The best scientists are the ones that ask lots of questions, even when they may seem absurd to the rest of us - like, how many mosquitoes can you squeeze into just one cubic centimetre?

The answer may seem like a meaningless pursuit, but there's actually a point - it could help us in our fight against some of the world's most deadly diseases.

Every year, mosquito-borne diseases like malaria and dengue fever kill millions of people. And just like fighting fire with fire, one of the best tools we have against these tiny creatures is, well, more mosquitoes.

Scientists are developing some strategies against mosquito-borne diseases right now where they release sterilised mosquitoes into the wild. Other approaches release mosquitoes with contagious bacteria, which stops the insect from carrying disease or reproducing.

All of these tactics require shipping thousands or even millions of these special mosquitoes to wherever they are needed in the world. And that can require popping them in the mail.

To figure out the best way to mail these creatures, a new study has looked at how well mosquitoes cope in a 24-hour shipping process.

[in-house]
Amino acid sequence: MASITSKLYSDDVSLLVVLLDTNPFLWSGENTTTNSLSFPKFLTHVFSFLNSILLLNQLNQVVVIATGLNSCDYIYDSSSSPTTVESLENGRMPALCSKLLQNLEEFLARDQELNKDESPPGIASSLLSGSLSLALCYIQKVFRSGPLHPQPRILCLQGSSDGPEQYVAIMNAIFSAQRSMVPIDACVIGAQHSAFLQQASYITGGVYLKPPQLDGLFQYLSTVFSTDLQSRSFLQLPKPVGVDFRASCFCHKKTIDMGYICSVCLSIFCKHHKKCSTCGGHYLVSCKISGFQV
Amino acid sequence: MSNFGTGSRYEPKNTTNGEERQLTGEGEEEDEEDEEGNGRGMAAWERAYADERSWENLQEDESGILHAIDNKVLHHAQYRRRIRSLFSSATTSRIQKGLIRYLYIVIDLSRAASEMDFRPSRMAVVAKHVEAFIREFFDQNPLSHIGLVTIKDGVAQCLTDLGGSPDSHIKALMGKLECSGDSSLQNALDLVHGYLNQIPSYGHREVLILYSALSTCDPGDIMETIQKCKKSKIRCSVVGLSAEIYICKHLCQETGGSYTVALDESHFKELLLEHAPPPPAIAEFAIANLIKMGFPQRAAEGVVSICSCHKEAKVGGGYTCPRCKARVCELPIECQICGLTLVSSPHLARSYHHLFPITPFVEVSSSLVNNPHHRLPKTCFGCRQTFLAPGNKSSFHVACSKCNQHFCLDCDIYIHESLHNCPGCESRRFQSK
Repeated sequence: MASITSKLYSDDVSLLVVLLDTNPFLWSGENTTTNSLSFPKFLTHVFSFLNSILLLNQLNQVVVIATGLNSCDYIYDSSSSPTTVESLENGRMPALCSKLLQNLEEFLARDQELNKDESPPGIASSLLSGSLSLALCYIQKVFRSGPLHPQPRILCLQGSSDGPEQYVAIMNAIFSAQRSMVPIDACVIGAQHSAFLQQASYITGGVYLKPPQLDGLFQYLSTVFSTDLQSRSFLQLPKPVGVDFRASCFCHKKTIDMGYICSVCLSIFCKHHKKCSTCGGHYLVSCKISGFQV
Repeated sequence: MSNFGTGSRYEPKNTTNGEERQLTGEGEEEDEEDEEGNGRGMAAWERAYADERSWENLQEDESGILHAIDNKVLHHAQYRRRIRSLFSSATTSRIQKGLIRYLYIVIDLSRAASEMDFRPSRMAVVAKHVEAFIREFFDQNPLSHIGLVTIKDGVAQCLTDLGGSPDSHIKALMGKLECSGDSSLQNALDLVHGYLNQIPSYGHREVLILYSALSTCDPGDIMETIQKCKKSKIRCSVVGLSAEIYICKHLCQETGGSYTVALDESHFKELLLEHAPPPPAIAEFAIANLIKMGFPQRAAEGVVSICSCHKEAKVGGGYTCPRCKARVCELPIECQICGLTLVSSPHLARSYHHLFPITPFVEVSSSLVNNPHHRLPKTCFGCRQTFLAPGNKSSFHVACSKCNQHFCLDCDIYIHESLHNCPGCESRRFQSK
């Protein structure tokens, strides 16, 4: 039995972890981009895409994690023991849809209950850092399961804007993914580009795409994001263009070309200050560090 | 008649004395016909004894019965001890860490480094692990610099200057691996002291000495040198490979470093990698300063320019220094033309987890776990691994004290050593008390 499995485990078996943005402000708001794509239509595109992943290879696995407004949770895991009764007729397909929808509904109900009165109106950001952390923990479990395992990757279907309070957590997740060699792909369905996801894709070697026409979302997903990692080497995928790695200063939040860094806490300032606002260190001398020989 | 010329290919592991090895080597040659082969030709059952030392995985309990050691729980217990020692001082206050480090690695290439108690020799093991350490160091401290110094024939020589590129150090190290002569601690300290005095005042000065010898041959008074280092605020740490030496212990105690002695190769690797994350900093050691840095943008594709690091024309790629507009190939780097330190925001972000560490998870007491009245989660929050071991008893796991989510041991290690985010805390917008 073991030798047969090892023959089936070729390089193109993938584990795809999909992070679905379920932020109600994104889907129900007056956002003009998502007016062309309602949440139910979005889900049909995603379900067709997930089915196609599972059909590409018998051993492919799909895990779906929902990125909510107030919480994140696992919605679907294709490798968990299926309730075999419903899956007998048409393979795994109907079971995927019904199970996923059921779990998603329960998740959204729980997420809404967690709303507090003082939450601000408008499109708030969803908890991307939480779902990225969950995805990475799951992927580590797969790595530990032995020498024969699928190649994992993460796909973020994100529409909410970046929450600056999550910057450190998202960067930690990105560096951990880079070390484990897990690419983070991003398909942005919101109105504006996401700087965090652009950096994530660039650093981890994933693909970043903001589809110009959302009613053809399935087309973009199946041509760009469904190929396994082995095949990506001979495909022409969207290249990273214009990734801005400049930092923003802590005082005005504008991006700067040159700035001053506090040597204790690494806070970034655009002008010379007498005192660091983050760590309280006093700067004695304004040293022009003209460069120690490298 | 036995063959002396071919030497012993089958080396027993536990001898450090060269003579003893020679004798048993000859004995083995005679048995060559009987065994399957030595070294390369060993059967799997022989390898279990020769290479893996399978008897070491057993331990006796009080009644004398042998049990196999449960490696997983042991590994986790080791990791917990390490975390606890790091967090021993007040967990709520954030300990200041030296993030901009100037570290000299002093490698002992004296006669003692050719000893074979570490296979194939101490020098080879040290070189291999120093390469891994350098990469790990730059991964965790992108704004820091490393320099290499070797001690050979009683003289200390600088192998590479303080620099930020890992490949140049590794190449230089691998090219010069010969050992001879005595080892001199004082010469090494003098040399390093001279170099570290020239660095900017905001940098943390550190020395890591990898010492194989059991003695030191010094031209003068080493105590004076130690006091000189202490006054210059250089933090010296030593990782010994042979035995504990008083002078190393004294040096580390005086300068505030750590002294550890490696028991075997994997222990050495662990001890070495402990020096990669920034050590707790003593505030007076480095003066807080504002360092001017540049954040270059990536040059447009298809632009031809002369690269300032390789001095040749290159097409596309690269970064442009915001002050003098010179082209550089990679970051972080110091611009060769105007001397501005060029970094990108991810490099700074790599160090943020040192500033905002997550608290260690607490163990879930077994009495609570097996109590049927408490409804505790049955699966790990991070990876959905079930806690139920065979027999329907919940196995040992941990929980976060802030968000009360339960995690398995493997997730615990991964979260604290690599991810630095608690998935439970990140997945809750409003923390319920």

Part of the challenge was figuring out how tightly the insects could be safely packed. And it turns out that you can fit a shocking amount of mosquitoes into a tiny space.

"We started our experiments in 50 millilitre tubes and quickly learned that you have to raise a lot of mosquitoes to fill such a tube - 10,000 males fit in one," says co-author Immo Hansen, at New Mexico State University.

"We then switched to 10 millilitre syringes and were astonished how many mosquitoes you can fit into one, up to 2,500."

Using a syringe, the researchers were able to cram about 240 mosquitoes into a space the size of a cubic centimetre, which is about 1,200 mosquitoes to a teaspoon.

mosquitoarticle(Julia Vulcan, New Mexico State University)

Jamming mosquitoes together this tightly obviously results in some damage. Many of the insects emerged from the tube with missing scales and slightly damaged wings.

But overall, the tight packing kept the majority of insects snug and secure.

When the researchers packed the mosquitoes and sent them on an overnight trip through the postal service, they found the mosquitoes that were packed more tightly actually survived better.

"We think this is because the vibrations of the plane damaged the loosely packed mosquitoes," Hansen told Gizmodo.

So there you have it. If you ever need to send some mosquitoes in the mail (and if that's actually legal where you live), you've now got the science to figure out how.

This study has been published in the Journal of Insect Science.